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Swing Hacks by Chris Adamson, Joshua Marinacci

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Load New Fonts at Runtime #61
Chapter 8, Rendering
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307
HACK
These are all JComponents, but they’re notably lacking the “J”
that starts the name of typical Swing components (
Tree.font
for JTree, TextArea.font for JTextArea, etc.).
Now that you know the keys for the UIDefaults table, instead of blindly
changing all of them to the same font, you can customize a look by applying
different fonts—or different sizes and styles of one or two base fonts—to
different widgets.
H A C K
#61
Load New Fonts at Runtime Hack #61
Who cares what fonts your users have? Bundle the fonts you want your
application to use and load those fonts dynamically!
Using fonts with any predictability used to be a nightmare in Java. For a
while, you could only depend on having access to one serif, one sans-serif,
and one monospaced font, and the constants you’d use to get those fonts
changed between Java 1.0 and 1.1. Fortunately, you’re now free to use any
font installed on the user’s machine and load it by name.
Of course, not everyone has the same fonts. Even different installations of
the same operating system will have different fonts available. I still use some
TrueType fonts I’ve been toting from machine to machine for 15 years, and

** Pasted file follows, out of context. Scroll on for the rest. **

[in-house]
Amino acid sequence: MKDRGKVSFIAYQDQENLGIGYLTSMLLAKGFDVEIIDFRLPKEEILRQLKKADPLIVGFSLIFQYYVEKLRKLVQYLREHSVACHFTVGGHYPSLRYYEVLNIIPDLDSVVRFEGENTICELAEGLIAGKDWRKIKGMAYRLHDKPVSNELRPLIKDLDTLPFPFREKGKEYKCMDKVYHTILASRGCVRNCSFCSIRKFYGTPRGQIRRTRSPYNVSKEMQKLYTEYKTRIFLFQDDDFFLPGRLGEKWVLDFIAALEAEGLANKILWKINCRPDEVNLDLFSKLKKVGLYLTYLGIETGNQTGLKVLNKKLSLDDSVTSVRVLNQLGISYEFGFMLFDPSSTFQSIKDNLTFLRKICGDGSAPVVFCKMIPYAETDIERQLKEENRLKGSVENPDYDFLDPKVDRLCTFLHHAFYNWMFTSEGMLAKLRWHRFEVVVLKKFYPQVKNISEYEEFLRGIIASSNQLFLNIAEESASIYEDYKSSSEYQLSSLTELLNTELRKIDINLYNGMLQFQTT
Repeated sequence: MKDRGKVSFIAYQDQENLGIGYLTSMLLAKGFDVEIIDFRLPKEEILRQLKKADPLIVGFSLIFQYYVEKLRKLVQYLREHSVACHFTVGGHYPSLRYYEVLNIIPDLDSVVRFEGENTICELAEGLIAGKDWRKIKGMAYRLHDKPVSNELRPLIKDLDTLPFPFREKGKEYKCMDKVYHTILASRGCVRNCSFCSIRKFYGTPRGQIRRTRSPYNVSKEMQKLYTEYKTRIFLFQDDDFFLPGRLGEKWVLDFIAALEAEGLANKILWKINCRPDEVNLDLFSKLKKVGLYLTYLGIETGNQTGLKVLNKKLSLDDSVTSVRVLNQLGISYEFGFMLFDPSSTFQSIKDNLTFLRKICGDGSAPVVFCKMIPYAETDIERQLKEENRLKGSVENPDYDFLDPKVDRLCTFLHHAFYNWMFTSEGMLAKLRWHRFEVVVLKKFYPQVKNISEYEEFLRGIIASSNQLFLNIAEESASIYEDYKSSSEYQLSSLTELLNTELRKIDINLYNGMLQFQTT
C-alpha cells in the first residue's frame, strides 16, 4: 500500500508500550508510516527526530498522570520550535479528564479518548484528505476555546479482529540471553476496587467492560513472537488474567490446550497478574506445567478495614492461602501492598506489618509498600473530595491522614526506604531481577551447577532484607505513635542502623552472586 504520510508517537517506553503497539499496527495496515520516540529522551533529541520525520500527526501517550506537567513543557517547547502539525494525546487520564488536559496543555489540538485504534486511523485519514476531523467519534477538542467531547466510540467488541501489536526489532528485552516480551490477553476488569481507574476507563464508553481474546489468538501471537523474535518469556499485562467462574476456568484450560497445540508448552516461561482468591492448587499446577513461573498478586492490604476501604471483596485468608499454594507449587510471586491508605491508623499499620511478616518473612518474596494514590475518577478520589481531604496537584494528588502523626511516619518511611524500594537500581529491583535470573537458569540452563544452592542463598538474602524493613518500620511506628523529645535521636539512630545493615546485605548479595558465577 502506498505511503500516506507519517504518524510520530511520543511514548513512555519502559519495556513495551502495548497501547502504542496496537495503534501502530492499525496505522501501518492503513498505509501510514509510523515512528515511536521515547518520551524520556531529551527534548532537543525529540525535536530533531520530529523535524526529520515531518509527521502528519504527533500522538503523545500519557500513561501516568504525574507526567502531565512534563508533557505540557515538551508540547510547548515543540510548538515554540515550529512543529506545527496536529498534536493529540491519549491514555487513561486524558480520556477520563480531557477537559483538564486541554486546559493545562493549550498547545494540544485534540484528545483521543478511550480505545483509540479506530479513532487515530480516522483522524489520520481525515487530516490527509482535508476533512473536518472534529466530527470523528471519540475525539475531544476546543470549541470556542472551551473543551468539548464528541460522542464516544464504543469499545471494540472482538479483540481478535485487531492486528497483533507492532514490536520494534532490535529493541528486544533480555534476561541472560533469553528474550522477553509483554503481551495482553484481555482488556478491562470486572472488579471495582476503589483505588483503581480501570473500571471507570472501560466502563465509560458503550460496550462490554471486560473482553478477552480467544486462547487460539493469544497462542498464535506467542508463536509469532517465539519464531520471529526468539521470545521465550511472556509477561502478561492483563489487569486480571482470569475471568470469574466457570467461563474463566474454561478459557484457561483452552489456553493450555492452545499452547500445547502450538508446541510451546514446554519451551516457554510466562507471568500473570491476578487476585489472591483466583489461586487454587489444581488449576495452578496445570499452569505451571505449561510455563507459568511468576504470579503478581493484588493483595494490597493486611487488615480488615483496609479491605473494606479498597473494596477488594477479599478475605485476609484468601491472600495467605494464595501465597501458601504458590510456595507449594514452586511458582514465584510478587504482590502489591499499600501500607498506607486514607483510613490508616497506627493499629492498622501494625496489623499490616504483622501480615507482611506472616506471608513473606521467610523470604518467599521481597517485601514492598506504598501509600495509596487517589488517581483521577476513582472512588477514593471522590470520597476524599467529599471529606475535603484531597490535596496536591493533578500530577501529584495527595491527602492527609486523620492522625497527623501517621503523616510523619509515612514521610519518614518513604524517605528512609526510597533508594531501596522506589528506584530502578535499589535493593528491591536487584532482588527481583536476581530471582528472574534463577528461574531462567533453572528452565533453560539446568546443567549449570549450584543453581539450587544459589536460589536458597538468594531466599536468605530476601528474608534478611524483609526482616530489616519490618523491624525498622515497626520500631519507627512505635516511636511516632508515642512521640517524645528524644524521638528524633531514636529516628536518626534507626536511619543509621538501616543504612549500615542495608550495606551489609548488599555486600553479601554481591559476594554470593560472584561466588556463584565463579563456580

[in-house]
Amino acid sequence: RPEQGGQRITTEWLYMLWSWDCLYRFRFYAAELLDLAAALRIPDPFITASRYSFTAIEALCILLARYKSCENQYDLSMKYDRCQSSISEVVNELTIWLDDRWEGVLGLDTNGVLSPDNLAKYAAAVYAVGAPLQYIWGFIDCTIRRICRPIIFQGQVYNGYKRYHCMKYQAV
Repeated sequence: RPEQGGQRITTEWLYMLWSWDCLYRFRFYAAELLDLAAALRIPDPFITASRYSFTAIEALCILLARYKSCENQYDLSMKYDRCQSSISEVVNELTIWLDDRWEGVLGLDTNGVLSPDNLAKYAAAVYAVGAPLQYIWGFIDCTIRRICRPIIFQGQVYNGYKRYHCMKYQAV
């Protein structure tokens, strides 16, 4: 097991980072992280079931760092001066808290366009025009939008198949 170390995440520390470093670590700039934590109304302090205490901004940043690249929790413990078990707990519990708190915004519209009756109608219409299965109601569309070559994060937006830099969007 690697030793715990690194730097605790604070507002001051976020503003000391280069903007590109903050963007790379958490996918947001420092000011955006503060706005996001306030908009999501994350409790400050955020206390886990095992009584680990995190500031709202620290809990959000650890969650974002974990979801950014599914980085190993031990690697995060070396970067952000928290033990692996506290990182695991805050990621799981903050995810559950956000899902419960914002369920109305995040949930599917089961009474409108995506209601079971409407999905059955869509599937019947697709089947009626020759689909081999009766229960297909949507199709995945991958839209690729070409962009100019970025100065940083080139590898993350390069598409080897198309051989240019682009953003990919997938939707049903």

it’s a safe bet that very few other people will have those same fonts.
This would seem to limit your Swing application to using only the fonts you
know are installed with an operating system—maybe Arial and Times New
Roman on Windows, Lucida Grande and Palatino on Mac OS X, etc. But it’s
not so. You can load font files at runtime and make them available to your
Java application, even if the font isn’t installed on the user’s machine.
The Wonders of createFont( )
Using dynamically loaded fonts comes down to a single, critical, often over-
looked AWT method in the
Font class: createFont( ). This method, intro-
duced in Java 1.3, takes two parameters: a font format (as an
int), which to
date has no legal value other than
Font.TRUETYPE_FONT, and an InputStream.
This stream is typically a
FileInputStream from a .ttf TrueType file, or some
equivalent. By equivalent, I meant that you could presumably put the font
on the network and get a stream from a
URL or put the font file inside a .jar,
find it along the classpath with
ClassLoader.getResourceAsStream( ), and
load from that.

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